Saturn’s rings and the Cassini Division. Image credit: NASA/JPL/SSI. Click to enlarge.
The dark Cassini Division, within Saturn’s rings, contains a great deal of structure, as seen in this color image. The sharp inner boundary of the division (left of center) is the outer edge of the massive B ring and is maintained by the gravitational influence of the moon Mimas.
Spectroscopic observations by Cassini indicate that the Cassini Division, similar to the C ring, contains more contaminated ice than do the B and A rings on either side.
This view is centered on a region approximately 118,500 kilometers (73,600 miles) from Saturn’s center. (Saturn is 120,500-kilometers-wide (74,900 miles) at its equator.) From left to right, the image spans approximately 11,000 kilometers (6,800 miles) across the ringplane.
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A closer view of the outer edge of the Cassini Division can be seen in The Cassini Division’s Edge.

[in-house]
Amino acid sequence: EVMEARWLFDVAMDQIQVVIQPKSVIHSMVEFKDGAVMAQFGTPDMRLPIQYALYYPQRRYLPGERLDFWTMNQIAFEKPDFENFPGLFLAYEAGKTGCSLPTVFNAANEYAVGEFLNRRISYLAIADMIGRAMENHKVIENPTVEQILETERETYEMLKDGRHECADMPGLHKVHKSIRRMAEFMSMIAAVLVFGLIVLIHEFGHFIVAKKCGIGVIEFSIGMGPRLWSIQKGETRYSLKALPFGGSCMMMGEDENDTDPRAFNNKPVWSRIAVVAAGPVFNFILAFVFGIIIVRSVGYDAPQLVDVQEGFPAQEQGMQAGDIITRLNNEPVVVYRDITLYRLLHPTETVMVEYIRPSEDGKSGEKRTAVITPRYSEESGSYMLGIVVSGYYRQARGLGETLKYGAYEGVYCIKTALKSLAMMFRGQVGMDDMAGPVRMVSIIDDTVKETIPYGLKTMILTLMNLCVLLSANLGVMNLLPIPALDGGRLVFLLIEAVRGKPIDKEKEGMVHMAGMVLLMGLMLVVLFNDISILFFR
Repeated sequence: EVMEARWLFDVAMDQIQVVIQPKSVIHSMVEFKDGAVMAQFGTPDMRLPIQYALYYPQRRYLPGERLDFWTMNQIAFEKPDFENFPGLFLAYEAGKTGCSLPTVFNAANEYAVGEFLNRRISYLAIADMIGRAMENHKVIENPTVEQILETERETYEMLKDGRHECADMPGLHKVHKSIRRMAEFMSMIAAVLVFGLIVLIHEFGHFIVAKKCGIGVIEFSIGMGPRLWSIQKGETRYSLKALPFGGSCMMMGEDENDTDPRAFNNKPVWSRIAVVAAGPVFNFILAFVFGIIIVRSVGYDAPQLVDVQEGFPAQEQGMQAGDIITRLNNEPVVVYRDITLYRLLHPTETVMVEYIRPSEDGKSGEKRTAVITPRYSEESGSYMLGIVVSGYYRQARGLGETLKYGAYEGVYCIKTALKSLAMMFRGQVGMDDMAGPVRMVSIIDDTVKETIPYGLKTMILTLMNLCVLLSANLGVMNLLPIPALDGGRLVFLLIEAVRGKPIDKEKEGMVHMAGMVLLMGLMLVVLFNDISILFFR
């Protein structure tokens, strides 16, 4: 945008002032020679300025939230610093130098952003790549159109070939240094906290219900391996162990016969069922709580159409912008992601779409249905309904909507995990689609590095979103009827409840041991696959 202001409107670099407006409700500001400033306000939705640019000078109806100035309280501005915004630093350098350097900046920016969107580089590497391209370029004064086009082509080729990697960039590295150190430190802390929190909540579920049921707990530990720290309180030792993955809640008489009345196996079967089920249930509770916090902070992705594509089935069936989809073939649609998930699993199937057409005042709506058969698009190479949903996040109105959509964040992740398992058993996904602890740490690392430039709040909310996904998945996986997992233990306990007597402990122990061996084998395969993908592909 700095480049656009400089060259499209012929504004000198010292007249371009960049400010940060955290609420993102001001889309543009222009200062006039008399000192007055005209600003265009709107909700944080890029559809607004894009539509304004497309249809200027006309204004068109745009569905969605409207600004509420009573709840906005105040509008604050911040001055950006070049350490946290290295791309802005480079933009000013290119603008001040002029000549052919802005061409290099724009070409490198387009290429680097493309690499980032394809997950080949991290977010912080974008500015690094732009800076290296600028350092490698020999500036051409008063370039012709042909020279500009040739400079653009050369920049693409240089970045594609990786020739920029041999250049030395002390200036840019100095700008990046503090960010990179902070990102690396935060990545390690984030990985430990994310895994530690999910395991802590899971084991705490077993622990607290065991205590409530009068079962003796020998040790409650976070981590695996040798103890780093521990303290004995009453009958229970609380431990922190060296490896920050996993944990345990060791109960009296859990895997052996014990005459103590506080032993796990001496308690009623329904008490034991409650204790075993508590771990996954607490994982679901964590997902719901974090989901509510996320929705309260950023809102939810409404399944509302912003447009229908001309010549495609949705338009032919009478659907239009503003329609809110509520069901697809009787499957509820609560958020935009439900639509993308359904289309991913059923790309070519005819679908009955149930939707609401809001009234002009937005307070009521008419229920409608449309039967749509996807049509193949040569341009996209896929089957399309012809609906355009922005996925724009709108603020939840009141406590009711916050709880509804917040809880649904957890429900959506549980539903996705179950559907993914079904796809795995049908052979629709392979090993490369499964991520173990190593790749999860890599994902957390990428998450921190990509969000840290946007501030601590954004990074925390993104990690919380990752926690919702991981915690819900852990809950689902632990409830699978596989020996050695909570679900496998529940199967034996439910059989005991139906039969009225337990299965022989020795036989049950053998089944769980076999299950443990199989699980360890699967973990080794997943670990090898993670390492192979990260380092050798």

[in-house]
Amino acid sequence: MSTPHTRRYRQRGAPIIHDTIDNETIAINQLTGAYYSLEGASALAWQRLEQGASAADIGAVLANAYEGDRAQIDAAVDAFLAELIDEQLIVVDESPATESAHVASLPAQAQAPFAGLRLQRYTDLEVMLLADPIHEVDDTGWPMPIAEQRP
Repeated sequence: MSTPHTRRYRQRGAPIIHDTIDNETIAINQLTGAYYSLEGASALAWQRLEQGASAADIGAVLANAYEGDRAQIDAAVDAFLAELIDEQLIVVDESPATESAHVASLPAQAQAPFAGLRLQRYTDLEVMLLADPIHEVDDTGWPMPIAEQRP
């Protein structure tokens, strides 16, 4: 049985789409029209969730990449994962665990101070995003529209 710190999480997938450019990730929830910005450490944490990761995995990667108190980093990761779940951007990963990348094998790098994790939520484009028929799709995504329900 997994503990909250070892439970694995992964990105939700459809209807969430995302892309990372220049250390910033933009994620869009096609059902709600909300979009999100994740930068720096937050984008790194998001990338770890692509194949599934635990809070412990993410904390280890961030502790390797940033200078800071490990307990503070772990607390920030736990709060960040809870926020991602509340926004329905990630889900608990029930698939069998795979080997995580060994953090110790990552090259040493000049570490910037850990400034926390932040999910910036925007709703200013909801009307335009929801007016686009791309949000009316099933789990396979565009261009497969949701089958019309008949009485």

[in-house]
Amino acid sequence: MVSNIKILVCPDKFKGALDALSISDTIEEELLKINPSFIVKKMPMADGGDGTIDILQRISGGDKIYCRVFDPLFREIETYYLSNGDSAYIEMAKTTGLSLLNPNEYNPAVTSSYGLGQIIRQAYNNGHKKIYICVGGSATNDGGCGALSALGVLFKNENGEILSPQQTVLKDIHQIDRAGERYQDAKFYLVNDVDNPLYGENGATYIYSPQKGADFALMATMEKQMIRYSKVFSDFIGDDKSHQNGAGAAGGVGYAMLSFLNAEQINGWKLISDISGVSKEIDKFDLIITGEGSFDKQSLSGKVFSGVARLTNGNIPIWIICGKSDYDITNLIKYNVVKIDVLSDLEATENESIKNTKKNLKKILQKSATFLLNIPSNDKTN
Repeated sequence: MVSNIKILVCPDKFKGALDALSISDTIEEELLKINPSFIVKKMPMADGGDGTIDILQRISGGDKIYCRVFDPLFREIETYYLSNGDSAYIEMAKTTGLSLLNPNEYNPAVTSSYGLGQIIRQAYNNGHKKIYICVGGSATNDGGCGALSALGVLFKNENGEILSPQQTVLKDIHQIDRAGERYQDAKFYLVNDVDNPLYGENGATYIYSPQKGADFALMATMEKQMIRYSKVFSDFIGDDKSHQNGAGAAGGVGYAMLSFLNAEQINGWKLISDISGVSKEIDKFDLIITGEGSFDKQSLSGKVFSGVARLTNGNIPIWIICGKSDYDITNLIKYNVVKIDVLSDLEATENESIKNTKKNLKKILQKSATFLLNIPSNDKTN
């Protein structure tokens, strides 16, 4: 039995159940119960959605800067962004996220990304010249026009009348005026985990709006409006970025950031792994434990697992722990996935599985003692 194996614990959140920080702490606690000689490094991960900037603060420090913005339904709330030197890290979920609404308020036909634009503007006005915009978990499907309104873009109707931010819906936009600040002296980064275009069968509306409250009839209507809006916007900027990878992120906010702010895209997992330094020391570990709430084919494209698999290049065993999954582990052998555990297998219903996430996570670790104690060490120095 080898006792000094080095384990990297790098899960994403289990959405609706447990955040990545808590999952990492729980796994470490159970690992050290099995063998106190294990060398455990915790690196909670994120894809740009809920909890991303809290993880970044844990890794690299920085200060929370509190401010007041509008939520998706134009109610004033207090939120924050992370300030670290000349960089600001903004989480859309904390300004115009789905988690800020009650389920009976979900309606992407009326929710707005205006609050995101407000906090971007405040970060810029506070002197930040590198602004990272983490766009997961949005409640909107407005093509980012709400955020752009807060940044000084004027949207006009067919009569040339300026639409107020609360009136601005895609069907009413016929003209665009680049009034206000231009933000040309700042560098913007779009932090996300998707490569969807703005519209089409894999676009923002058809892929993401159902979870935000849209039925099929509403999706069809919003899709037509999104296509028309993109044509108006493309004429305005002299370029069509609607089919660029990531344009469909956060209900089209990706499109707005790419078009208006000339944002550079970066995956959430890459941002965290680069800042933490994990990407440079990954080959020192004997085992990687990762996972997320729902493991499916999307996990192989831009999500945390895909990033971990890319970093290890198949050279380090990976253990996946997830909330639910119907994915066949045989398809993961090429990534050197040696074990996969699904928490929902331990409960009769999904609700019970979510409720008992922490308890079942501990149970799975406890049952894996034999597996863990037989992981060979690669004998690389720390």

Images taken using red, green and blue spectral filters were combined to create this view, which approximates what the human eye might see. The image was taken with the Cassini spacecraft narrow-angle camera on May 18, 2005, at a distance of approximately 1.6 million kilometers (1 million miles) from Saturn. The image scale is 9 kilometers (6 miles) per pixel.
The Cassini-Huygens mission is a cooperative project of NASA, the European Space Agency and the Italian Space Agency. The Jet Propulsion Laboratory, a division of the California Institute of Technology in Pasadena, manages the mission for NASA’s Science Mission Directorate, Washington, D.C. The Cassini orbiter and its two onboard cameras were designed, developed and assembled at JPL. The imaging operations center is based at the Space Science Institute in Boulder, Colo. For more information about the Cassini-Huygens mission visit http://saturn.jpl.nasa.gov . The Cassini imaging team homepage is at http://ciclops.org .
Original Source: NASA/JPL/SSI News Release